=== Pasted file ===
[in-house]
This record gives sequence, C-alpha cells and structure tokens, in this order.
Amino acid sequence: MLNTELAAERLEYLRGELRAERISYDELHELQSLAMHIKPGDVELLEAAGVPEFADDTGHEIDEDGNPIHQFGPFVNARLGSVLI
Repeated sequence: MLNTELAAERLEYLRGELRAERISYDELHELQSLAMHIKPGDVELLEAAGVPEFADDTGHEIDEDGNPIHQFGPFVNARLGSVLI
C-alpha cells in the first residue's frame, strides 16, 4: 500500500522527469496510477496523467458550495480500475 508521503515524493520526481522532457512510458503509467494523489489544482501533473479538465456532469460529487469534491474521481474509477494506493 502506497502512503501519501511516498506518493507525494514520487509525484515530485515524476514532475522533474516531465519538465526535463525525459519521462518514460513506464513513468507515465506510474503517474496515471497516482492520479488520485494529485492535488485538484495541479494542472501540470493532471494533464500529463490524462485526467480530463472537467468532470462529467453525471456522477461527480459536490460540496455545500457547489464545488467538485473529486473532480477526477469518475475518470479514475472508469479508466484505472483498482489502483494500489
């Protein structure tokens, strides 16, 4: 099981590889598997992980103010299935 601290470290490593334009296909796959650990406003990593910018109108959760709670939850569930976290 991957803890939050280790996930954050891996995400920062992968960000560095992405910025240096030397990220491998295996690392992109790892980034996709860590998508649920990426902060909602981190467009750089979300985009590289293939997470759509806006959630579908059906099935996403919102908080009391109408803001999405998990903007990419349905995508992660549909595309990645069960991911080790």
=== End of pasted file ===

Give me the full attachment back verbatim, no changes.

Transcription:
[in-house]
This record gives sequence, C-alpha cells and structure tokens, in this order.
Amino acid sequence: MLNTELAAERLEYLRGELRAERISYDELHELQSLAMHIKPGDVELLEAAGVPEFADDTGHEIDEDGNPIHQFGPFVNARLGSVLI
Repeated sequence: MLNTELAAERLEYLRGELRAERISYDELHELQSLAMHIKPGDVELLEAAGVPEFADDTGHEIDEDGNPIHQFGPFVNARLGSVLI
C-alpha cells in the first residue's frame, strides 16, 4: 500500500522527469496510477496523467458550495480500475 508521503515524493520526481522532457512510458503509467494523489489544482501533473479538465456532469460529487469534491474521481474509477494506493 502506497502512503501519501511516498506518493507525494514520487509525484515530485515524476514532475522533474516531465519538465526535463525525459519521462518514460513506464513513468507515465506510474503517474496515471497516482492520479488520485494529485492535488485538484495541479494542472501540470493532471494533464500529463490524462485526467480530463472537467468532470462529467453525471456522477461527480459536490460540496455545500457547489464545488467538485473529486473532480477526477469518475475518470479514475472508469479508466484505472483498482489502483494500489
């Protein structure tokens, strides 16, 4: 099981590889598997992980103010299935 601290470290490593334009296909796959650990406003990593910018109108959760709670939850569930976290 991957803890939050280790996930954050891996995400920062992968960000560095992405910025240096030397990220491998295996690392992109790892980034996709860590998508649920990426902060909602981190467009750089979300985009590289293939997470759509806006959630579908059906099935996403919102908080009391109408803001999405998990903007990419349905995508992660549909595309990645069960991911080790």